Symphony Orchestra Augusta is wrapping up the season’s Georgia Health Sciences Symphony Series with Dramatic Voices on April 28.
The performance begins at 7:30 p.m. at First Baptist Church of Augusta and will feature the classic works of Beethoven, the beauty of Brahms’ Symphony No. 1, Mozart’s Dove Sono from Le Nozze di Fagaro and Verdi’s Taccea la Notte from Il Trovatore.
Symphony Orchestra Augusta will also perform Knoxville: Summer of 1915, a work for voice and orchestra by Samuel Barber. Soprano Laquita Mitchell will be the featured singer for the piece, said executive director Sandra Self.
“When Z heard her a couple of years ago at an opera gala, he was just really impressed and loves her voice. He’s been looking forward to working with her for some time now,” Self said. “Barber’s Knoxville: Summer of 1915 is one of the finest contemporary works written. It really shows off her beautiful voice. It’s a great way to end the season because you have Beethoven, Brahms and wonderful vocal music in the middle.”
The text for Knoxville: Summer of 1915 was taken from a 1938 short prose by James Agee, and the work was commissioned by soprano Eleanor Steber, who premiered it in 1948.
“I feel very blessed to have the opportunity to sing with the orchestra and also to work with Maestro Z,” Mitchell said. “I’ve never worked with him before, and I’m at a point in my career where I’m really, really looking forward to building relationships with young conductors.”
Knoxville: Summer of 1915 was made famous by soprano Leontyne Price. The piece is 15 minutes long and is “an incredible piece of American symphonic literature,” she said.
“It is done virtually by every major orchestra in the world. This piece is significant of American culture as we know it,” Mitchell said.
Mitchell will also sing with the symphony for the operatic pieces Dove Sono from Le Nozze di Fagaro by Mozart and Taccea la Notte from Il Trovatore by Verdi.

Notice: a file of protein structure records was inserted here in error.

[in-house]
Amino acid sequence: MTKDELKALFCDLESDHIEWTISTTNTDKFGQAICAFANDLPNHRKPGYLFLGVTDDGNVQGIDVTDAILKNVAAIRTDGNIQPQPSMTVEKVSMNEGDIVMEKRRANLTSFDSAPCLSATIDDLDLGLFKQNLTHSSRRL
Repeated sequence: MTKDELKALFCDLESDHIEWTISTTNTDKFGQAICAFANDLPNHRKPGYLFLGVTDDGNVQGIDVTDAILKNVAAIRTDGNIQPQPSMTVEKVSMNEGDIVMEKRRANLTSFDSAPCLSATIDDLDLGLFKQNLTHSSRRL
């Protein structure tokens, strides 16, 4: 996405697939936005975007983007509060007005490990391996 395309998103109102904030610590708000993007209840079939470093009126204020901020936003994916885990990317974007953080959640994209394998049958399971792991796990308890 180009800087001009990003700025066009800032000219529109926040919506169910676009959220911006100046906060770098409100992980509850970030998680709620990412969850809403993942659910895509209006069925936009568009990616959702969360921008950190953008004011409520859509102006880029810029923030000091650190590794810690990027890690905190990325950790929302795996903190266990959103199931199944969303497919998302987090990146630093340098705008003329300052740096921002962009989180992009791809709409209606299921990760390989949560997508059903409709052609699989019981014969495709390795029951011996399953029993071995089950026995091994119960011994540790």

Born and raised in Brooklyn, N.Y., Mitchell lives in both New York City and Augusta. She studied music at Westminster Choir College and Manhattan School of Music and travels the world singing opera. After her performance with Symphony Orchestra Augusta, she will fly to New York and then South Africa.
“I’ve grown to really love the city (Augusta) and the people that are here. I feel that the musical culture here is at a very high level. I’m really pleased and blessed to have the opportunity to work with the symphony,” she said.
Augusta’s Jessye Norman influenced Mitchell to become an opera singer, and they have stayed in touch over the years, she said. Mitchell said that when she was 14 she met Norman in New York City, and Norman purchased her first opera CD and ticket to The Metropolitan Opera, where Norman was performing.
“It was quite something for me to see an African-American woman on this huge stage. It was a sight to see, and there I guess that thing arose in me to say that was actually an option. It’s about exposing our children to different kinds of music. That exposure really helped me to push forward,” Mitchell said.
Norman recently attended Mitchell’s performance at New York City Opera.
“She has been quite amazing to me. I’m blessed to have her in my life and to have her guidance,” she said.
Mitchell said she hopes people will come out and support the arts in Augusta. There are many local groups making quality music, from the Harry Jacobs Chamber Music Society, Augusta Choral Society, The Augusta Opera and The Augusta Chorale.
“There is a lot going on here in this city that promotes classical music and training for young people. It’s quite amazing for a town this size to have that. That’s unheard of in a lot of smaller cities,” she said.
Tickets for the performance are $10-$45 from www.soaugusta.org or by calling (706) 826-4705.